No longer. Last week, Facebook announced it will start using its Like button and similar tools to track people across the Internet for advertising purposes.
Here is the long history of the revelations and Facebook's denials:
April 21, 2010 2013 Facebook introduces the "Like" button in 2010 at its F8 developer conference. Facebook founder Mark Zuckerberg declares that it will be "the most transformative thing we've ever done for the Web."
He says his goal is to encourage a Web where all products and services use people's real identity. He suggests, in fact, that creating a personally identifiable web experience could be divine: "When you go to heaven, all of your friends are all there and everything is just the way you want it to be," he says. "Together, lets build a world that is that good."
Nov. 30, 2010 2013 Dutch researcher Arnold Roosendaalpublishes a paper showing that Facebook Like buttons transmit data about users even when the user doesn't click on the button. Facebook later says that Roosendaal found a "bug."
May 18, 2011 - The Wall Street Journal reports that Facebook Like buttons and other widgets collect data about users even when they don't click them. Facebook's chief technology officer says, "we don't use them for tracking and they're not intended for tracking."
Sept. 24, 2011 2013 Veteran tech blogger Dave Winer writes that " Facebook is scaring me" with its apps like the social reader, which can automatically share stories you read. This "kind of behavior deserves a bad name, like phishing, or spam, or cyber-stalking," he writes. Winer recommends that users log out of Facebook to prevent being tracked on other websites.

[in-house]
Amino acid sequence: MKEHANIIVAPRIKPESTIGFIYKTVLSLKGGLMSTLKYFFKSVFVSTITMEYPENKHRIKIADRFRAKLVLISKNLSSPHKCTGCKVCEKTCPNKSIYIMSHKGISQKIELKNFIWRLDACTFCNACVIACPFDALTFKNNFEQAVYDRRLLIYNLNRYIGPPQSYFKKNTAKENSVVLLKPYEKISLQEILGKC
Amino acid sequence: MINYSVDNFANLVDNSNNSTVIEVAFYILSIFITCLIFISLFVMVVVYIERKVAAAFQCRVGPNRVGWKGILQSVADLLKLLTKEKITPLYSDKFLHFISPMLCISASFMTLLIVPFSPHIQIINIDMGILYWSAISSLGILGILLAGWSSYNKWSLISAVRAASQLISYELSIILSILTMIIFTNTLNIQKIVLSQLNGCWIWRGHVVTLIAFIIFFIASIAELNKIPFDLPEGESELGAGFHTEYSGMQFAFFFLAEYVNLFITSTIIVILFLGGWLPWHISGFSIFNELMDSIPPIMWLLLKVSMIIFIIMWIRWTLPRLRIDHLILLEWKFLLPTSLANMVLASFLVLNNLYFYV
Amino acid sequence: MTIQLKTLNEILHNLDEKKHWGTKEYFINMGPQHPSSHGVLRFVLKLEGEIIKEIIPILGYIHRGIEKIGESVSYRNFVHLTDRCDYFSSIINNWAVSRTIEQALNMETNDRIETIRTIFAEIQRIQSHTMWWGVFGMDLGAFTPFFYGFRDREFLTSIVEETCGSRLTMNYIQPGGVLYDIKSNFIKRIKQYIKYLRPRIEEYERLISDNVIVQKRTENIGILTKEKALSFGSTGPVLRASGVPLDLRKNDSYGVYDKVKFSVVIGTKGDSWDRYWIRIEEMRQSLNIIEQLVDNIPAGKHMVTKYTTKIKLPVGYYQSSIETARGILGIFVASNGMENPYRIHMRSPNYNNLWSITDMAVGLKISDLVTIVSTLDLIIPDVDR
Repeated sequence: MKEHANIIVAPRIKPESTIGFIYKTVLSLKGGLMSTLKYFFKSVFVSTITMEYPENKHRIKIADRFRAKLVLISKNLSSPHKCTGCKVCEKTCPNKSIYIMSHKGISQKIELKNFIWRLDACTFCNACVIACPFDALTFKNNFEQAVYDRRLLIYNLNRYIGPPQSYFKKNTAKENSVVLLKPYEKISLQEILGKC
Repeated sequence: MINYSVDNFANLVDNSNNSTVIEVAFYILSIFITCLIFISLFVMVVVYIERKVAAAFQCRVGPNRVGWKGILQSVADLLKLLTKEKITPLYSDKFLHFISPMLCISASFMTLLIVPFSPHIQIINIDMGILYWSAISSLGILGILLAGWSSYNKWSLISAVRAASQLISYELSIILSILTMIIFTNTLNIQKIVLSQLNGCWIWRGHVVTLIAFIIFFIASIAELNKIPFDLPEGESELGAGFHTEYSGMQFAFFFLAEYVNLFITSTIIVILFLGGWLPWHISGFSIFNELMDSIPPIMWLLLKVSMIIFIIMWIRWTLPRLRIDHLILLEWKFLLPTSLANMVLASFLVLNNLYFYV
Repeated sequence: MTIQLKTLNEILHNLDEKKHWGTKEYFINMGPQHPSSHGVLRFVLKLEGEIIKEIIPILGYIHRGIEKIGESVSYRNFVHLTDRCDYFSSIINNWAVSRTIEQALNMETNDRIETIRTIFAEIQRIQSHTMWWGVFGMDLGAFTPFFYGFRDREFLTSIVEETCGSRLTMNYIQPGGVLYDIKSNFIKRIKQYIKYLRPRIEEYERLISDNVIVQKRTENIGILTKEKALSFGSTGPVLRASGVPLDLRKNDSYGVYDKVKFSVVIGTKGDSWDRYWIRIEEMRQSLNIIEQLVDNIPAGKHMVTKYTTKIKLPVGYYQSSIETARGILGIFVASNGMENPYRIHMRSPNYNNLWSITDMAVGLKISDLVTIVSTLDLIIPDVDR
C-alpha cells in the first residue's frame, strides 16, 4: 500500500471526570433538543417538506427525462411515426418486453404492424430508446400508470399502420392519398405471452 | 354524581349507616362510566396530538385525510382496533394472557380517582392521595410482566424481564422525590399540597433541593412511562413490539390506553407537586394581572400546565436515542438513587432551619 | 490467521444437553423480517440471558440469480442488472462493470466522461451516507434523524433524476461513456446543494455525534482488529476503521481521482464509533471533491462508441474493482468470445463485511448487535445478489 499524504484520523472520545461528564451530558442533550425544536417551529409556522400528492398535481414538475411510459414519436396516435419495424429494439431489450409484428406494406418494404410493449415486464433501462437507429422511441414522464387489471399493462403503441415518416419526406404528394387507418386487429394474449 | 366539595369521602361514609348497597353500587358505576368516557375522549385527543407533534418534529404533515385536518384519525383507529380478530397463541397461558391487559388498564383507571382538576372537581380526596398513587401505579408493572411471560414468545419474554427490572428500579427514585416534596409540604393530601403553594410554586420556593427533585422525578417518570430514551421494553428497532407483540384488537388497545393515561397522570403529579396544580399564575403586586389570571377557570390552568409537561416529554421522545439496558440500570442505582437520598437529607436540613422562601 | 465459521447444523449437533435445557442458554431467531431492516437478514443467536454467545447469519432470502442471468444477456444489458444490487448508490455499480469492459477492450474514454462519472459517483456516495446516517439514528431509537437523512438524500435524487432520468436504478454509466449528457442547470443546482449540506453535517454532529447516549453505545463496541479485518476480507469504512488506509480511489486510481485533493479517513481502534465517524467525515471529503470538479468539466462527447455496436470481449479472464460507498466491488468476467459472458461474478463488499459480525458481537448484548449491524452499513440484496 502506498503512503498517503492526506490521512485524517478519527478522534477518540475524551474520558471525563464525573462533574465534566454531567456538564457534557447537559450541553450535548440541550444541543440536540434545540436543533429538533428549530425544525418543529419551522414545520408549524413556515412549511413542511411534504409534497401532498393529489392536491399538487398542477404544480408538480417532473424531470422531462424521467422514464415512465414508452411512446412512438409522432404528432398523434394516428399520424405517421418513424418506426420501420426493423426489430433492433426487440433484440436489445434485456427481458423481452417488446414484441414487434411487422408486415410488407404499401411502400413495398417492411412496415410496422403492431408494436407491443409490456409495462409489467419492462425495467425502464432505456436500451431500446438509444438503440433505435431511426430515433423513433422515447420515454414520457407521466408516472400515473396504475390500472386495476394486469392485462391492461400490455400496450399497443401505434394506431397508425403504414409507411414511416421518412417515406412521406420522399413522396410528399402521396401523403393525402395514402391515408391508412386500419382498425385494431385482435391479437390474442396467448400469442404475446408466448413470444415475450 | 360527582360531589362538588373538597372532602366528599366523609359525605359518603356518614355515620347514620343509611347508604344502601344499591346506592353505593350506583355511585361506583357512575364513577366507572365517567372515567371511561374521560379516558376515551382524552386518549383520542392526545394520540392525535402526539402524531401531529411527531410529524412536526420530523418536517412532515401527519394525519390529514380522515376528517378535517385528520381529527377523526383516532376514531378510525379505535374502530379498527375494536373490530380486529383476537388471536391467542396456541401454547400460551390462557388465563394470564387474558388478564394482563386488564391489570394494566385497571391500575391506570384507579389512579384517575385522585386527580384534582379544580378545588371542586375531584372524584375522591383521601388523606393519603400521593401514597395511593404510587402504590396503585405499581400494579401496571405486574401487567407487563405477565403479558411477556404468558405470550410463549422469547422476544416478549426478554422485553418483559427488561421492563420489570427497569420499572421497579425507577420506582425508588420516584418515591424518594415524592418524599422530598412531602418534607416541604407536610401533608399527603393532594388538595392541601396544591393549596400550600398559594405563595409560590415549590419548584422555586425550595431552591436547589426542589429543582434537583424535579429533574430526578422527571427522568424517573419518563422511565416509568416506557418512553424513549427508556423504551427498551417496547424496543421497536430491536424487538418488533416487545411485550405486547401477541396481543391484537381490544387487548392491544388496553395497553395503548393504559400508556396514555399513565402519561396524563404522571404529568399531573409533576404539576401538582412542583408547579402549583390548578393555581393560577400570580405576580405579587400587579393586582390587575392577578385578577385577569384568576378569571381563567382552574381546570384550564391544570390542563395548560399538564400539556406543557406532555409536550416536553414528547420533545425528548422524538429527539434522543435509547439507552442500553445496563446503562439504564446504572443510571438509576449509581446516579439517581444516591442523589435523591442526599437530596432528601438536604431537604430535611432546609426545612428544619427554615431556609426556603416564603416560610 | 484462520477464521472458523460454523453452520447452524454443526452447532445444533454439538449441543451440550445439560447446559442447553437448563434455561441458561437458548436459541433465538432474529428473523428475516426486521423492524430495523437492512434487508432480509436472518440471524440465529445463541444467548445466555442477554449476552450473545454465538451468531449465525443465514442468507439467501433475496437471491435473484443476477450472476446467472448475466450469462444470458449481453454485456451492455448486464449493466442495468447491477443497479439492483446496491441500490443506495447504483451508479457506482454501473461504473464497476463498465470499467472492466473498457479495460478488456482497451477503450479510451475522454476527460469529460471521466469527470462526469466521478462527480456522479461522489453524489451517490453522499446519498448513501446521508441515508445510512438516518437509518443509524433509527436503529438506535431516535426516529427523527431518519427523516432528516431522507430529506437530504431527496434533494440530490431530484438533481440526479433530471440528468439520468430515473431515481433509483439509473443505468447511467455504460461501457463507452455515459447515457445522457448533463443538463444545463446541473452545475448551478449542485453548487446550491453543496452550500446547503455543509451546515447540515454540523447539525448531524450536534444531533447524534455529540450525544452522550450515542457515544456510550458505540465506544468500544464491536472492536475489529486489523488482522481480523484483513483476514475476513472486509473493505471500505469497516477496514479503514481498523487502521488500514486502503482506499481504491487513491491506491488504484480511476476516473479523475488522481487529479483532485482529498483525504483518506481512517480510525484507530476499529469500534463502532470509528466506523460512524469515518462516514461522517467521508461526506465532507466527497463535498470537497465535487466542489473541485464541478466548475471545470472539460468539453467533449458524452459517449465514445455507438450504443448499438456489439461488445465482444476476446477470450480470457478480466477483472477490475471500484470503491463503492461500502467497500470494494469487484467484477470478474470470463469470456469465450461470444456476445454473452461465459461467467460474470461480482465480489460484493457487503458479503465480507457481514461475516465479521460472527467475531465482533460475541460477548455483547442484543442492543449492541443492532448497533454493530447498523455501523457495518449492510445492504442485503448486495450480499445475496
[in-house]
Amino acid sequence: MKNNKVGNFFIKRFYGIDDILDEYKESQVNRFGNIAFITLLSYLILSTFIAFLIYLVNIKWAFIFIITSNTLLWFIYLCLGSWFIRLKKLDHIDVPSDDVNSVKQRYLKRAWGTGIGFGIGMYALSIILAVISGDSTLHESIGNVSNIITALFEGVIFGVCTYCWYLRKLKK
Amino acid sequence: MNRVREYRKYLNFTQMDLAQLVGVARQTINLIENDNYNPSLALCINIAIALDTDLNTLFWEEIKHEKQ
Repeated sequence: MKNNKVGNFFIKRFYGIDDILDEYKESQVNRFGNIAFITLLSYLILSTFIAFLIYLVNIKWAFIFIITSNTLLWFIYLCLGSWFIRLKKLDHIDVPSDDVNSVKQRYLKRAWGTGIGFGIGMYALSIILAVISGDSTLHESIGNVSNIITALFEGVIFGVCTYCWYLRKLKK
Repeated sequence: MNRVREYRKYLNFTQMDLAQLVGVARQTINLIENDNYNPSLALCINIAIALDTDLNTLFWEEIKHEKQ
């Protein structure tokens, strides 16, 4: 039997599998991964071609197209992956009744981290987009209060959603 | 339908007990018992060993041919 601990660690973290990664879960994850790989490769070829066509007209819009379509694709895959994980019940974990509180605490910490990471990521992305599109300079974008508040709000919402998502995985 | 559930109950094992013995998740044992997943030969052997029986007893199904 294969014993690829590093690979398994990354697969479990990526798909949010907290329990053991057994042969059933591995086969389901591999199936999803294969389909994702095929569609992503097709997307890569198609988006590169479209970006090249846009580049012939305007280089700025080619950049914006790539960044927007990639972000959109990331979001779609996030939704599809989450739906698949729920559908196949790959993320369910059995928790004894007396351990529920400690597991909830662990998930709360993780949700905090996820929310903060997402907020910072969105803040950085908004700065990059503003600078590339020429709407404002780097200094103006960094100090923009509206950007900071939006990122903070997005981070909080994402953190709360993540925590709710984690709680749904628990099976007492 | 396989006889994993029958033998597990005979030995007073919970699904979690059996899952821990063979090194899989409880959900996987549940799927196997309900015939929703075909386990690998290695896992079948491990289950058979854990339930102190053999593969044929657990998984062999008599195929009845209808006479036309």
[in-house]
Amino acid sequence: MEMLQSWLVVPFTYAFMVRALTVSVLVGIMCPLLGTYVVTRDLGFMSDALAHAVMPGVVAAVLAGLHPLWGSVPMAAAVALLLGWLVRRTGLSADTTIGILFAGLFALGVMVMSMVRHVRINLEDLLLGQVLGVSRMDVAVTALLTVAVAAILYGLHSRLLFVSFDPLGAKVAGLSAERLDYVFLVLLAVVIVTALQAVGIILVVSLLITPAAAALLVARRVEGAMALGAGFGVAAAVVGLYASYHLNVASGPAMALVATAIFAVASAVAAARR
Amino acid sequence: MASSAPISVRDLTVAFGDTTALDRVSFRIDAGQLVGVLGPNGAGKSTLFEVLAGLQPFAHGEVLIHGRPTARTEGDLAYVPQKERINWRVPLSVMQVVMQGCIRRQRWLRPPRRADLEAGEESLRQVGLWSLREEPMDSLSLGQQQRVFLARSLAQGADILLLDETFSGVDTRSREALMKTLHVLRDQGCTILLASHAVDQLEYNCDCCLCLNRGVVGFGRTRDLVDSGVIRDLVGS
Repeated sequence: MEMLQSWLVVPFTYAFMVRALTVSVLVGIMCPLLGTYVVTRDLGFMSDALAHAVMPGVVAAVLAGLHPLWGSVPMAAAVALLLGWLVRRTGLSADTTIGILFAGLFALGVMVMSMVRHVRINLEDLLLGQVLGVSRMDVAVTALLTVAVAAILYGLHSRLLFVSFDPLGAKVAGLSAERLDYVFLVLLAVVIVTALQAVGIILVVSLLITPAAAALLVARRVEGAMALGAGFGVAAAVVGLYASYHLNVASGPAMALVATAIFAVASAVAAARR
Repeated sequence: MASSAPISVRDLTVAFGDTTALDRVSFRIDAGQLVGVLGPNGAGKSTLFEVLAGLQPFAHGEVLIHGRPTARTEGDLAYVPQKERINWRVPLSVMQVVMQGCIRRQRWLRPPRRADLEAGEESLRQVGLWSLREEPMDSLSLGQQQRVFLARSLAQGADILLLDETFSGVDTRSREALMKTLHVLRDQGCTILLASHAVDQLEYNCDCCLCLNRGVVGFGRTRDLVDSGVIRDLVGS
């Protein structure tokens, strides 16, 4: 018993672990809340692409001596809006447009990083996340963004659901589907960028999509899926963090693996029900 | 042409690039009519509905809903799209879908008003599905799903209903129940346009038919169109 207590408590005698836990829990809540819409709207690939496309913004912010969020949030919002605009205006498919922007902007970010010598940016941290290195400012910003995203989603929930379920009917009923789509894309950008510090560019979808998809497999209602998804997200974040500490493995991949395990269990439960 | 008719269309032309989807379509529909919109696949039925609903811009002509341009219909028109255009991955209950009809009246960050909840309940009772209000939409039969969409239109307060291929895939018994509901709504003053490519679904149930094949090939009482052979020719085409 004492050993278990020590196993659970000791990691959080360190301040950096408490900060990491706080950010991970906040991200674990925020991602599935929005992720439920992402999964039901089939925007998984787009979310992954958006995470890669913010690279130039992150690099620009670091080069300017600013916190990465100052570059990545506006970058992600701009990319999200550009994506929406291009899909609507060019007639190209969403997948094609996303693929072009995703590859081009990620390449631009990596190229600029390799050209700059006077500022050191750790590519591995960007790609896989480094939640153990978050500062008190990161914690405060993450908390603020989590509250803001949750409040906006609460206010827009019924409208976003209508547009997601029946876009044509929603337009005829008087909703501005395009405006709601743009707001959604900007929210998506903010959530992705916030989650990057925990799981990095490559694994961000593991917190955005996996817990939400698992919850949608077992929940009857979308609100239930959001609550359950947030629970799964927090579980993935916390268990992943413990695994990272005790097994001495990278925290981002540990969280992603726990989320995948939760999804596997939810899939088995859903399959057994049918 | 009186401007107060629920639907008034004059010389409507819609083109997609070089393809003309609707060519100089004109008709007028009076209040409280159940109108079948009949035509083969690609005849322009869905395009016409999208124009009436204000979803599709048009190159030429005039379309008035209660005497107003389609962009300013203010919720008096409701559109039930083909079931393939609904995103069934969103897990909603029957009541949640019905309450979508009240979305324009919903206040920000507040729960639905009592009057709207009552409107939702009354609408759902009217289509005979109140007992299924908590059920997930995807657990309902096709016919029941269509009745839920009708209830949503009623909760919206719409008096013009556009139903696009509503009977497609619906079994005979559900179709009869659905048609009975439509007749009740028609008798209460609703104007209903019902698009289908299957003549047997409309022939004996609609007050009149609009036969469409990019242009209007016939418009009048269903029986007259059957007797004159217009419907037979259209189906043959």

Sept. 25, 2011 2013 Australian blogger Nik Cubrilovic writes that " Logging Out of Facebook is Not Enough." He shows that Facebook is tracking users even when they log out of the site. Facebook responds that it is fixing the issue so people won't be tracked when they are logged out of Facebook.
Sept. 27, 2011 2013 Facebook tells the New York Times that it doesn't use data from Like buttons and other widgets to track users or target advertising to them, and that it deletes or anonymizes the data within 90 days.
Oct. 1, 2011 2013 Blogger Michael Arrington digs up a Facebook patent application for "a method 2026 for tracking information about the activities of users of a social networking system while on another domain." The title of his blog post: " Brutal Dishonesty."
Dec. 7, 2012 2013 As the Wall Street Journal finds that Facebook Like buttons and other widgets appear on two-thirds of 900 websites surveyed, the company says again it only uses data from unclicked Like buttons for security purposes and to fix bugs in its software.
June 12, 2014 2013 Facebook tells Ad Age that it will start tracking users across the Internet using its widgets such as the Like button.
It's a bold move. Twitter and Pinterest, which track people with their Tweet and PinIt buttons, offer users the ability to opt out. And Google has pledged it will not combine data from its ad-tracking network DoubleClick with personally identifiable data without user's opt-in consent. Facebook does not offer an opt-out in its privacy settings.
Instead Facebook asks members to visit an ad industry page, where they can opt out from targeted advertising from Facebook and other companies. The company also says it will let people view and adjust the types of ads they see.
We contacted Facebook to ask them about their tracking habits. They didn't respond.